3.3 Sampling size -------55
3.4 Sampling Technique Adopted----55
3.5 Data Collection-------55
3.6 Hypothesis -------56
Data Presentation and Analysis ----58
CHAPTER FIVE: DISCUSSION OF FINDING
5.1 Discussion -------65
5.2 Summary of Findings -----66
5.4 Conclusion -------67
5.5 Areas for further Studies -----67
5.6 Limitation of the Study-----67
LIST OF TABLES
Table 4.1: Sex Distributions of patients by Disease (Male)----58
Table 4.2: Sex Distributions of Patients by disease (female ------59
Table 4.3: Age distribution of patients by diseases60
Table 4.4: True positive and false negative cases with ultrasonography----62
Table 4.5: True positive and false negative cases with plain film radiography---63
Table 4.6: Comparison of the sensitivity of ultrasound and plain film radiography--64
The term acute abdomen refers to a sudden, severe abdominal pain of unclear etiology that is less than 24 hours in duration1. It is in many cases a medical emergency, requiring urgent and specific diagnosis.
An acute abdomen is also an acute intra abdominal condition of abrupt onset, usually associated with severe pain due to inflammation, perforation, obstruction, infarction, or rupture of abdominal organs, and usually requiring emergency surgical intervention. An acute abdomen can also be defined as any serious acute intra-abdominal condition (for example, appendicitis) attended by pain, tenderness, and muscular rigidity and for which emergency surgery must be considered.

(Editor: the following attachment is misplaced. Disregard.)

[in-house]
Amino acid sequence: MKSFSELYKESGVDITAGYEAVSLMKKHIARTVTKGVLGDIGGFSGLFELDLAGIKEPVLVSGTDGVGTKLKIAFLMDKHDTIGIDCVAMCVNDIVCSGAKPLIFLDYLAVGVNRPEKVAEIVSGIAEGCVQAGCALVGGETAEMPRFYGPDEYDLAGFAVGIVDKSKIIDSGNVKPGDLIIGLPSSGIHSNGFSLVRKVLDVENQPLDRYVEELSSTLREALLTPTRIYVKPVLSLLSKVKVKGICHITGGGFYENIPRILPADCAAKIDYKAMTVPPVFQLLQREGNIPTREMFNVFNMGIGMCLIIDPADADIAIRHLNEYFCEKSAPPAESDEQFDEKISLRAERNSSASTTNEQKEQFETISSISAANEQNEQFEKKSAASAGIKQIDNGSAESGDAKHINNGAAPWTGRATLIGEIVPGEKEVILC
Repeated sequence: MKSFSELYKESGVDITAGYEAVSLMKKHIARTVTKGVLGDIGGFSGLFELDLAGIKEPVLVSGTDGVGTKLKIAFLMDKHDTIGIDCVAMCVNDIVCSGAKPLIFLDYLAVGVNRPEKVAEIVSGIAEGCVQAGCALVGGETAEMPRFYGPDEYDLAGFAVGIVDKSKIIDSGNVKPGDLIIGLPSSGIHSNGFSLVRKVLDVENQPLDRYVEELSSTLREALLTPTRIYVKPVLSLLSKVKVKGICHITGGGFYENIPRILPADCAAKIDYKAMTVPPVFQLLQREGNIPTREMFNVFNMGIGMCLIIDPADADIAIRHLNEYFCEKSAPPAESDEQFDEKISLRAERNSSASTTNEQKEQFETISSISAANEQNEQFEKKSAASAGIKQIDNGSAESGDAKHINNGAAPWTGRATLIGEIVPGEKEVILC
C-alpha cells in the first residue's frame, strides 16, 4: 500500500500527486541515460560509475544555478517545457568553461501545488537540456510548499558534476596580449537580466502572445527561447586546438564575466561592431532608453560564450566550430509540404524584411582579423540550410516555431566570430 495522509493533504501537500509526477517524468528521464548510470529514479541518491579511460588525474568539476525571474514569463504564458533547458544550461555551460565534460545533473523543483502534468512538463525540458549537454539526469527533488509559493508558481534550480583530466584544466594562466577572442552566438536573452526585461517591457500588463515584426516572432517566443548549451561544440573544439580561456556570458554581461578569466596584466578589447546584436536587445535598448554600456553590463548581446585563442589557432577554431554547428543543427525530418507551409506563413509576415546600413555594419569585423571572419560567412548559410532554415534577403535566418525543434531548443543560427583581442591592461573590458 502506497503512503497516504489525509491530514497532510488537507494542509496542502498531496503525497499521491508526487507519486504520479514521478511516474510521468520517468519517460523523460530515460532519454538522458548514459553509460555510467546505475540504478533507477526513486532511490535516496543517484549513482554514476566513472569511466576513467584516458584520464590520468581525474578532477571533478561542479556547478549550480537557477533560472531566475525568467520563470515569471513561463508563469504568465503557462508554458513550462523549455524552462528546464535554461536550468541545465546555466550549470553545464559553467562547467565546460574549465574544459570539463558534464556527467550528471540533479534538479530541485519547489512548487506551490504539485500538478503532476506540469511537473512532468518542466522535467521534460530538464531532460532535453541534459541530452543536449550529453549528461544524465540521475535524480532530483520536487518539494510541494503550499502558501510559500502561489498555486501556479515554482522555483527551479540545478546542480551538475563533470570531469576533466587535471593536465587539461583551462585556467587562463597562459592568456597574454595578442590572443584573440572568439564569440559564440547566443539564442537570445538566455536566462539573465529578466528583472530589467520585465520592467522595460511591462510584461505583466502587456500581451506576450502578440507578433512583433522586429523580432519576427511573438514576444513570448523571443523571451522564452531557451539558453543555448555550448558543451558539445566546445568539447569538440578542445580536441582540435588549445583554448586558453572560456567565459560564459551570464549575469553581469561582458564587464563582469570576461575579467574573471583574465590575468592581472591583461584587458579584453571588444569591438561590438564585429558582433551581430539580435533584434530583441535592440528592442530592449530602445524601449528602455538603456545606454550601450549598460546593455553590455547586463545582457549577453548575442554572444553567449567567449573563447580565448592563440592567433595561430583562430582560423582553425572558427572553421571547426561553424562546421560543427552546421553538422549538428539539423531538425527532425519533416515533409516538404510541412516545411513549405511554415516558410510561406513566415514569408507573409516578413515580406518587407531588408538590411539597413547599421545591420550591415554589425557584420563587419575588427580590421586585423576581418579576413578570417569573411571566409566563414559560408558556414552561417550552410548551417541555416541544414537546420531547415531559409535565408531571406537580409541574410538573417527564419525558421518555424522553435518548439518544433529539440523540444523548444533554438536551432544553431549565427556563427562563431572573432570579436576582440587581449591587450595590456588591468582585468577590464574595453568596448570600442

The differential diagnosis of acute abdomen include but not limited to: acute appendicitis, acute peptic ulcer and its complications, acute cholecystitis, acute pancreatitis, acute intestinal ischaemia, diabetic ketoacidosis, acute diverticulitis, ectopic pregnancy with tubal rupture, acute peritonitis (including hollow viscus perforation), acute ureteric colic, bowel volvulus, acute pyelonephritis, adrenal crisis, biliary colic, abdominal aortic aneurysm, hemoperitoneum and ruptured spleen1